Clement L. McGowan
FBI Special Agent
Clement L. McGowan, 87, a retired FBI special agent, died of cardiovascular disease Sept. 23 at the Basilica of the National Shrine of the Immaculate Conception in Washington. He was a resident of Bowie.
Mr. McGowan joined the Federal Bureau of Investigation in Atlanta and worked in the Newark and Charlotte field offices before transferring to FBI headquarters in Washington in 1950. He had a 35-year career as a special agent, serving as chief of the civil rights section in the general investigative division from 1960 until his retirement in 1975. He played a prominent role in the resolution of major civil rights investigations in the 1960s.
Mr. McGowan, a native of Atlanta, graduated from the University of Notre Dame in South Bend, Ind., in 1937 with a degree in economics, and from Emory Law School in Atlanta in 1940. He then joined the FBI.
Mr. McGowan was a member of St. Ambrose Catholic Parish in Cheverly for 40 years, serving on the parish council, and the St. Vincent de Paul Society. In 1990, he moved to Bowie, where he joined the Sacred Heart parish.
He was devoted to his very large family, and each July for more than 20 years, he hosted a family reunion in Ocean City.
His wife of 47 years, Marie McGowan, died in 1988.
Survivors include eight children, Margaret McGowan of Rockville, Kathryn Woolley of Hillsborough, N.J., Anne Wolfe of Greenfield, Wis., Patricia Breen and Irene Porada, both of North Potomac, Clement L. McGowan III of North Bethesda, John McGowan of Waldorf and James McGowan of Bowie; 26 grandchildren; and five great-grandchildren.
Margaret Florence Culotta
Church Member, Homemaker
Margaret Florence Dockry Culotta, 81, a church member, volunteer and homemaker, died of a stroke and renal failure Sept. 15 at the Washington Home.
She was born in Kewaunee, Wis. During World War II, her family moved to San Diego. She attended the University of San Diego and volunteered with the Red Cross. She married in 1947.
Mrs. Culotta and her family moved to Bethesda in 1949. She was a member of the Church of the Little Flower's Mystical Rose Society, the D.C. Dental Auxiliary and the Friday Morning Bowling League. She was also a member of several bridge and investment clubs.
A son, John E. Culotta, died in 1988. A daughter, Patricia Culotta Seitts, died in 2002.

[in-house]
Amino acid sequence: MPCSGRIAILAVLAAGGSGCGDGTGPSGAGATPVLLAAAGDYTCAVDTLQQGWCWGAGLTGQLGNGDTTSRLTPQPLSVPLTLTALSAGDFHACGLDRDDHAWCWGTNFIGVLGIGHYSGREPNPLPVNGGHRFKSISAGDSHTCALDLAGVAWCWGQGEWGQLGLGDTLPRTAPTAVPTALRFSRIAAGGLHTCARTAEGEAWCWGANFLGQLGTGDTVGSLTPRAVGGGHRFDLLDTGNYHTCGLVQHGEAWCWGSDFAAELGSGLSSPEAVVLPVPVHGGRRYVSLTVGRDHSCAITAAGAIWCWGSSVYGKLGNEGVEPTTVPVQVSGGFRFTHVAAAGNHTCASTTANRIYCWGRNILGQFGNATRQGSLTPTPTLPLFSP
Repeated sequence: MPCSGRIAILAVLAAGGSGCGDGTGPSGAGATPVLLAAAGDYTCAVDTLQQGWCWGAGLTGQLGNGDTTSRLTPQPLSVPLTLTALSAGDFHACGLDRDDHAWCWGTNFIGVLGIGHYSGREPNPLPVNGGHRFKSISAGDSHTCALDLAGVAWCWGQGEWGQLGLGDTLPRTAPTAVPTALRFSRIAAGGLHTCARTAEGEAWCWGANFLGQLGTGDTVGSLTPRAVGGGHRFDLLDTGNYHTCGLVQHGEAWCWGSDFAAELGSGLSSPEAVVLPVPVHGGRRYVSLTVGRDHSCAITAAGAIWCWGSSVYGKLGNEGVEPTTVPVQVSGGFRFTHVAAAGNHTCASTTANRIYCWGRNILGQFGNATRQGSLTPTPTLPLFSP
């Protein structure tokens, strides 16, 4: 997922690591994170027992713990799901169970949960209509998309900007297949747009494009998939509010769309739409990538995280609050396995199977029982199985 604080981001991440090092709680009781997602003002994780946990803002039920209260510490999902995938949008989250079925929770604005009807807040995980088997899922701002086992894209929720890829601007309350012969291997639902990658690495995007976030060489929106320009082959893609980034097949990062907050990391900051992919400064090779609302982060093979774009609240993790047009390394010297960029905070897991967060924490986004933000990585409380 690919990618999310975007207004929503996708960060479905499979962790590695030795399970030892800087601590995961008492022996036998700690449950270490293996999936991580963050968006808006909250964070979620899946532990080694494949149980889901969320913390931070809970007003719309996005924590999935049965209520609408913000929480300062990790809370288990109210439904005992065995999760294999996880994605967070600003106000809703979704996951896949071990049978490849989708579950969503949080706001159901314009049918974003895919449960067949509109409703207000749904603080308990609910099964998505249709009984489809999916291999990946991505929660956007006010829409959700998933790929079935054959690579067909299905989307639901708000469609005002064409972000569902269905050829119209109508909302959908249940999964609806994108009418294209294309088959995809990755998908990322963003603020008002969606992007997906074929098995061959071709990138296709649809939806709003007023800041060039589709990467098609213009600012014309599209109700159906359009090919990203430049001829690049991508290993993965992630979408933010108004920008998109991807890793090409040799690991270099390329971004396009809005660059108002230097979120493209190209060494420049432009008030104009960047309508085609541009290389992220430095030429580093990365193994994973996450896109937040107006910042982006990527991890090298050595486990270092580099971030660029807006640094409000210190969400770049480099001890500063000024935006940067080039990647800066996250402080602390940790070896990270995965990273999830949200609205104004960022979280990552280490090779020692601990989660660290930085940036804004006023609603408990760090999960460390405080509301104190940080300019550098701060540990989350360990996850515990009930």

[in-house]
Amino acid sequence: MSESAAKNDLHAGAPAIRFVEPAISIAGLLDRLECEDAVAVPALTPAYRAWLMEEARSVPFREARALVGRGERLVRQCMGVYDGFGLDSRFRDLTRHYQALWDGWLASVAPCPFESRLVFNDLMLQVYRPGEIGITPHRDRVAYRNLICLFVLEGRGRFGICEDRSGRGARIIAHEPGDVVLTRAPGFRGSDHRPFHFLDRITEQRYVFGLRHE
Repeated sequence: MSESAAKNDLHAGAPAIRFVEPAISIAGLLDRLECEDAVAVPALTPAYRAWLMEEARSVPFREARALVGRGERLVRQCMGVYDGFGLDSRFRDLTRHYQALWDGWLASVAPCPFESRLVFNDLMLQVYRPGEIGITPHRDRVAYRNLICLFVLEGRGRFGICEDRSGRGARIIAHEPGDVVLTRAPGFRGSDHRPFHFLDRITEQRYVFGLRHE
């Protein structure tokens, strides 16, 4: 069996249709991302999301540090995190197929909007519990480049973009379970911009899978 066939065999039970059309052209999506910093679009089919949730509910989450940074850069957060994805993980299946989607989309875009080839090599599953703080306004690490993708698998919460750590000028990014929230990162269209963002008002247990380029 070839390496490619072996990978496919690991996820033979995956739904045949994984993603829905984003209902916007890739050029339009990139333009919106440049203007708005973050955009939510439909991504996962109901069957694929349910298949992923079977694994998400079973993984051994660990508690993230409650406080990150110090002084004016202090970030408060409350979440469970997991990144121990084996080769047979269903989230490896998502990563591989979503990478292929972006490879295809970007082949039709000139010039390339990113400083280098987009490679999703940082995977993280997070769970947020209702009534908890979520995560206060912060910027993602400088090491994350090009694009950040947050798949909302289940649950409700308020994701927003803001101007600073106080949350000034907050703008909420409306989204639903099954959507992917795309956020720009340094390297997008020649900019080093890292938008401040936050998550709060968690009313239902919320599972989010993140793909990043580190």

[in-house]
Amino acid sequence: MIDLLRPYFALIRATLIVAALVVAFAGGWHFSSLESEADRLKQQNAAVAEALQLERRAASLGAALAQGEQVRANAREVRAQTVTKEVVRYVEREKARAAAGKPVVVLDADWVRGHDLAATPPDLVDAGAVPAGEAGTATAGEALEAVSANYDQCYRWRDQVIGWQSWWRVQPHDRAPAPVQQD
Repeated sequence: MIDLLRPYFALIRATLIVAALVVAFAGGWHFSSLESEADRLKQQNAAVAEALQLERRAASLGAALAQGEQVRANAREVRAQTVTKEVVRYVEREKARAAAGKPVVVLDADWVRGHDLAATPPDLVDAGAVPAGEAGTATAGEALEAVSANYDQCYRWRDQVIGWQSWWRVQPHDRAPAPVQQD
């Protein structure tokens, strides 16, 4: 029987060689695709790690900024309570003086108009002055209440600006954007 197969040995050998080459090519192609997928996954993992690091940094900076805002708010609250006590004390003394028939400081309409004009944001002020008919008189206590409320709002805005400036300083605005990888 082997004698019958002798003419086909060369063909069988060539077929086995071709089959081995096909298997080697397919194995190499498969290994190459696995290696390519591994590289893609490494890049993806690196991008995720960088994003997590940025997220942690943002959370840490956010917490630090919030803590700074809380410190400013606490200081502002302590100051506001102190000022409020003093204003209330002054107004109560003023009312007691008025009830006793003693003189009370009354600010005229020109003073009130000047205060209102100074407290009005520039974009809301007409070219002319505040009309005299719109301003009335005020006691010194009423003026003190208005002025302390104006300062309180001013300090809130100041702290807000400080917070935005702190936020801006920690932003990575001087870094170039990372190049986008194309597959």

Survivors include her husband of 57 years, Dr. Anthony P. Culotta of Bethesda; four children, Dr. Margaret Culotta-Norton of Kensington, Nancy J. Culotta of Ann Arbor, Mich., Kathleen A. Donahue of Bethesda and Anthony P. Culotta of Tampa; and nine grandchildren.
Elizabeth Popkins Hoffmaster
Elizabeth Popkins Hoffmaster, 86, a founding member of St. Louis Catholic Church in Groveton, died of congestive heart failure Sept. 26 at Inova Mount Vernon Hospital in Alexandria.
Mrs. Hoffmaster was born in the Mount Vernon area of Alexandria and graduated from St. Mary's Academy in Alexandria in 1935. She went to work at the Navy Yard after high school.
After marrying in April 1941, she and her husband built a house next to her parent's farm on Popkins Lane, one of the last dairy farms in the area. She was still living there at the time of her death.
Mrs. Hoffmaster was president of the Catholic Women's Council at her church in 1959. She continued to be an active member of St. Louis Catholic Church until her death.
Her husband of 55 years, Ralph Willis Hoffmaster Sr., died in 1996.
Survivors include six children, Jane H. Puletz of Alexandria, Judy Delp of Herndon, Ralph W. Hoffmaster Jr. of San Diego, Kay Almassy of Alexandria, Ann H. Harrison of Woodbine, Md., and Susan H. Crow of Alexandria; 23 grandchildren; and 20 great-grandchildren.
Edna Oxley DesVerney
Edna Oxley DesVerney, 94, who settled in the Washington area in 1984 and was a volunteer at Wyngate Elementary School in Bethesda in the late 1980s, died Sept. 16 at the Georgetown Retirement Residence. She had congestive heart failure.
Mrs. DesVerney, a Bethesda resident, was born in Boston and attended Saint Augustine's College in Raleigh, N.C.
She spent most of her life in New Rochelle, N.Y., where she became a purchasing agent for its board of education.
She was a member of Holy Cross Catholic Church in Garrett Park. Her hobbies included painting and attending the theater.
Her husband of 27 years, Edward DesVerney, died in 1958.
Survivors include four daughters, Jean Rozansky of Chevy Chase, Edna Jones of Pasadena, Calif., Andrea Stanley of Bethesda and Marie Skorish of Carefree, Ariz.; six grandchildren; and five great-grandchildren.